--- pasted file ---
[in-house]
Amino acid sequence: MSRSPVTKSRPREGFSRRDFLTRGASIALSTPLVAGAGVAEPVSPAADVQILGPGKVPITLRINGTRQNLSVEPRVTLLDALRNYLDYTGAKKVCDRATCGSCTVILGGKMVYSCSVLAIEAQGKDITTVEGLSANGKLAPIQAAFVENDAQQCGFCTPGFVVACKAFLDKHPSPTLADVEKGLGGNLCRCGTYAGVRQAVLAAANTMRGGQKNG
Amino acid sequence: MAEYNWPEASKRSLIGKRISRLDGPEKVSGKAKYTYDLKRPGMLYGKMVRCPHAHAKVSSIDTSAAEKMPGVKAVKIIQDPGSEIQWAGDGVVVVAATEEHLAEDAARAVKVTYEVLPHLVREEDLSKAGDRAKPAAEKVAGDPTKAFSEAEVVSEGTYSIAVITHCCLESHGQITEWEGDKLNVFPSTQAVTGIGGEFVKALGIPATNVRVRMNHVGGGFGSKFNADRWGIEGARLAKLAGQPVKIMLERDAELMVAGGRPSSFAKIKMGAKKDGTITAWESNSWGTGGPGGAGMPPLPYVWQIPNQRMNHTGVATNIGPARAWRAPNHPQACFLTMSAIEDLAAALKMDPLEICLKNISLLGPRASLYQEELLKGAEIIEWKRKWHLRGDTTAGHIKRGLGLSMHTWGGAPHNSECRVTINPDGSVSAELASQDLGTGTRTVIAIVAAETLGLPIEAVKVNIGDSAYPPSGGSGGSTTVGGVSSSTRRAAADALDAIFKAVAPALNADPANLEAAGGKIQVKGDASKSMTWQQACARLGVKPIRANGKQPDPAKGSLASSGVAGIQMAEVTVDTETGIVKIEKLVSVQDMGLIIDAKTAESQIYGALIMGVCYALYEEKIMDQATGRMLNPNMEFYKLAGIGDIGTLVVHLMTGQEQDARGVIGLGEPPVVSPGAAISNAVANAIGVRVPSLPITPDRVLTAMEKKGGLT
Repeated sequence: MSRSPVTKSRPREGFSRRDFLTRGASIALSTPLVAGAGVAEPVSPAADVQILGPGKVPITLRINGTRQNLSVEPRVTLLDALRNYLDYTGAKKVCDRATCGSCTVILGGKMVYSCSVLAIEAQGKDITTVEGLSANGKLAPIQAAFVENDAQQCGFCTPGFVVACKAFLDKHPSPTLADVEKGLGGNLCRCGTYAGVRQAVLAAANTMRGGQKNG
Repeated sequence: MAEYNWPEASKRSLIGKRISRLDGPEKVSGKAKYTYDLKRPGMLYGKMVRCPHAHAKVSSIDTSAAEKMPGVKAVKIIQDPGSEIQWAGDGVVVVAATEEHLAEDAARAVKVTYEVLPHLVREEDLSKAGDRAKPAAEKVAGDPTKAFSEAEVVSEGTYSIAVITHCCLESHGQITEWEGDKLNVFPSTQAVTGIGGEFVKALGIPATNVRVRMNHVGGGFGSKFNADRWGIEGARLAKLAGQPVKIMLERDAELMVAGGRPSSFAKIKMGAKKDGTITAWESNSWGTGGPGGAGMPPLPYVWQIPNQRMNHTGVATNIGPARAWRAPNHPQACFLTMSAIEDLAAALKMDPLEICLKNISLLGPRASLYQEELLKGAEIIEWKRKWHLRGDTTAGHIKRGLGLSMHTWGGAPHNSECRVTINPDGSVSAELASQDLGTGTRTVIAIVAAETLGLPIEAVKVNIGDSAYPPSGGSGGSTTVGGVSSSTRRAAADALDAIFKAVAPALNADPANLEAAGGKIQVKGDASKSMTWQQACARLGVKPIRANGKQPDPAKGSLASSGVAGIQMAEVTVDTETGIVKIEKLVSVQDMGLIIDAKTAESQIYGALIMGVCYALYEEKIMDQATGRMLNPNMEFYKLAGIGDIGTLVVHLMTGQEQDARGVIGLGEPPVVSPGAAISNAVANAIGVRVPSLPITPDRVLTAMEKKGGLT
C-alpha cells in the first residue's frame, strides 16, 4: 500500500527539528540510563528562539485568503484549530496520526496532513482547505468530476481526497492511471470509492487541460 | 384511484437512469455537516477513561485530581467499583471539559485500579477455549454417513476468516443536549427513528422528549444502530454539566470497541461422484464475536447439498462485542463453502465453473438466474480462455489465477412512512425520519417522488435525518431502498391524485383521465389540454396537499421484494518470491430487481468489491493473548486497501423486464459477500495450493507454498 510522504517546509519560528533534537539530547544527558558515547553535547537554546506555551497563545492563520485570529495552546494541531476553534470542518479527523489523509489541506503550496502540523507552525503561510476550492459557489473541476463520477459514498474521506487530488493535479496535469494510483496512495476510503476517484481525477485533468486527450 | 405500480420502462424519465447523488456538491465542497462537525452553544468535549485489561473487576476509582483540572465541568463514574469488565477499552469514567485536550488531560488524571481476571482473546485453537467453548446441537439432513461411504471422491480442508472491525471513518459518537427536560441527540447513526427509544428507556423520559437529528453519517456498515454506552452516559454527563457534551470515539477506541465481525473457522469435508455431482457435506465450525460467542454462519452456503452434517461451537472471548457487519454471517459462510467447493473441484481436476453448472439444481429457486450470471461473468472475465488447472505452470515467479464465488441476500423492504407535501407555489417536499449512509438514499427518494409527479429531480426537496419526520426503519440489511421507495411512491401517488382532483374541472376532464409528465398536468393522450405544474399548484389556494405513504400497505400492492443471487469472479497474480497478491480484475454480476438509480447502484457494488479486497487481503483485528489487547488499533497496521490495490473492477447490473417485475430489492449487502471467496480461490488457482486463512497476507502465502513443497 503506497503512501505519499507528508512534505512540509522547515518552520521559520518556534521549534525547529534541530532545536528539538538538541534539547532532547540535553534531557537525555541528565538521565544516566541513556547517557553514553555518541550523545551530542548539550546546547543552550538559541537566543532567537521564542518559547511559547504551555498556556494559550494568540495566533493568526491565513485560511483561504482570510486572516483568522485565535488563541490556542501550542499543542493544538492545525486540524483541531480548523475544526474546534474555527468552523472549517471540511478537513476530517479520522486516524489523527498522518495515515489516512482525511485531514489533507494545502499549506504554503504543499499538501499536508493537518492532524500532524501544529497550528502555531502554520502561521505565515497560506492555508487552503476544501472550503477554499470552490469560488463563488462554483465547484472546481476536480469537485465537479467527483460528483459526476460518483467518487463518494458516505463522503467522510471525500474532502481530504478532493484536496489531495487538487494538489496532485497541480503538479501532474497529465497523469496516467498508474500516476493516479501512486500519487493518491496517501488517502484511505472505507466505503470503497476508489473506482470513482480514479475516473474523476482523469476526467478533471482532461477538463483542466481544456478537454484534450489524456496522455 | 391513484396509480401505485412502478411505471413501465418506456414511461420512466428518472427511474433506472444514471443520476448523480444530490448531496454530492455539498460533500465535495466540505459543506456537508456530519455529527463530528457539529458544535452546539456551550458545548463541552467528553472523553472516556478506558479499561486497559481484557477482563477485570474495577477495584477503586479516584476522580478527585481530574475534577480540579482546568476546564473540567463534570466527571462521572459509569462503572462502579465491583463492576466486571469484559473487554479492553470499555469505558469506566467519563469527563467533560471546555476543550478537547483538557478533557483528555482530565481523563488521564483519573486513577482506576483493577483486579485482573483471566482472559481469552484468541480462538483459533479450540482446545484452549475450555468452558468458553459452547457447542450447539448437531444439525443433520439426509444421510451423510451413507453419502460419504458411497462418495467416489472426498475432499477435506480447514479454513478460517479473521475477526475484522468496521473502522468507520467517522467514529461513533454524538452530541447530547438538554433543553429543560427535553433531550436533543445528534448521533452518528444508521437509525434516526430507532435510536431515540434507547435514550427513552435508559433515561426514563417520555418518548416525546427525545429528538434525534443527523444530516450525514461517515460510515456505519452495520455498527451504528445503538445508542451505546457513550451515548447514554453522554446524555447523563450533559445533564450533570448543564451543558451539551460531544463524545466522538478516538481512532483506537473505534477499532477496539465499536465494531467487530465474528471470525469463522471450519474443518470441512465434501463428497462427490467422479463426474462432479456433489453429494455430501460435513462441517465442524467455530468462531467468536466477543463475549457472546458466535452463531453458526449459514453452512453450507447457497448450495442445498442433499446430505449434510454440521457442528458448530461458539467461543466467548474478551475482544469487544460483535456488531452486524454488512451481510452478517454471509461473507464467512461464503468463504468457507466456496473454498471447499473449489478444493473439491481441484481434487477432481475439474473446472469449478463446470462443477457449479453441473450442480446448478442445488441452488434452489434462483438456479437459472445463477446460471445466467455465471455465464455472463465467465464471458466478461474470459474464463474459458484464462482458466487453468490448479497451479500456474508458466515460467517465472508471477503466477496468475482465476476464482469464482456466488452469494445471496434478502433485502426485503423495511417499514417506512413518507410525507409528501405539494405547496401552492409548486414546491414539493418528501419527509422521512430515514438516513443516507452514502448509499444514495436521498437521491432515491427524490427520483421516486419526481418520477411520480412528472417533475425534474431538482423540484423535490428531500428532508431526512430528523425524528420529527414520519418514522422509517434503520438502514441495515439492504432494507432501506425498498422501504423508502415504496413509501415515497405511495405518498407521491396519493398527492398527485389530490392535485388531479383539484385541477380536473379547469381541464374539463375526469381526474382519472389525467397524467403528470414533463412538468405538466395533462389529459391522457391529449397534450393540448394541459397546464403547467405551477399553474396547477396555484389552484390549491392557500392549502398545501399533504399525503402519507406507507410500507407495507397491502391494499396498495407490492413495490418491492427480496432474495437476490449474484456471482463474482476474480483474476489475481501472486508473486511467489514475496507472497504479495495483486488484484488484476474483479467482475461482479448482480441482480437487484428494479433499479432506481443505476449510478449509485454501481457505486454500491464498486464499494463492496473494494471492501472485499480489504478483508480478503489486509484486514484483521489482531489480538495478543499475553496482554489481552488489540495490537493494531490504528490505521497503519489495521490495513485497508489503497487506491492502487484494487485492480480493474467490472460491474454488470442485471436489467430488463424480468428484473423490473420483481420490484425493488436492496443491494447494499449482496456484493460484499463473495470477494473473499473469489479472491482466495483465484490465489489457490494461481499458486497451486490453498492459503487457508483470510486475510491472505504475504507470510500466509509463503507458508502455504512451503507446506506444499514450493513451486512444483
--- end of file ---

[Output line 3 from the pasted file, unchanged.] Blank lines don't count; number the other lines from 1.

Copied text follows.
Amino acid sequence: MAEYNWPEASKRSLIGKRISRLDGPEKVSGKAKYTYDLKRPGMLYGKMVRCPHAHAKVSSIDTSAAEKMPGVKAVKIIQDPGSEIQWAGDGVVVVAATEEHLAEDAARAVKVTYEVLPHLVREEDLSKAGDRAKPAAEKVAGDPTKAFSEAEVVSEGTYSIAVITHCCLESHGQITEWEGDKLNVFPSTQAVTGIGGEFVKALGIPATNVRVRMNHVGGGFGSKFNADRWGIEGARLAKLAGQPVKIMLERDAELMVAGGRPSSFAKIKMGAKKDGTITAWESNSWGTGGPGGAGMPPLPYVWQIPNQRMNHTGVATNIGPARAWRAPNHPQACFLTMSAIEDLAAALKMDPLEICLKNISLLGPRASLYQEELLKGAEIIEWKRKWHLRGDTTAGHIKRGLGLSMHTWGGAPHNSECRVTINPDGSVSAELASQDLGTGTRTVIAIVAAETLGLPIEAVKVNIGDSAYPPSGGSGGSTTVGGVSSSTRRAAADALDAIFKAVAPALNADPANLEAAGGKIQVKGDASKSMTWQQACARLGVKPIRANGKQPDPAKGSLASSGVAGIQMAEVTVDTETGIVKIEKLVSVQDMGLIIDAKTAESQIYGALIMGVCYALYEEKIMDQATGRMLNPNMEFYKLAGIGDIGTLVVHLMTGQEQDARGVIGLGEPPVVSPGAAISNAVANAIGVRVPSLPITPDRVLTAMEKKGGLT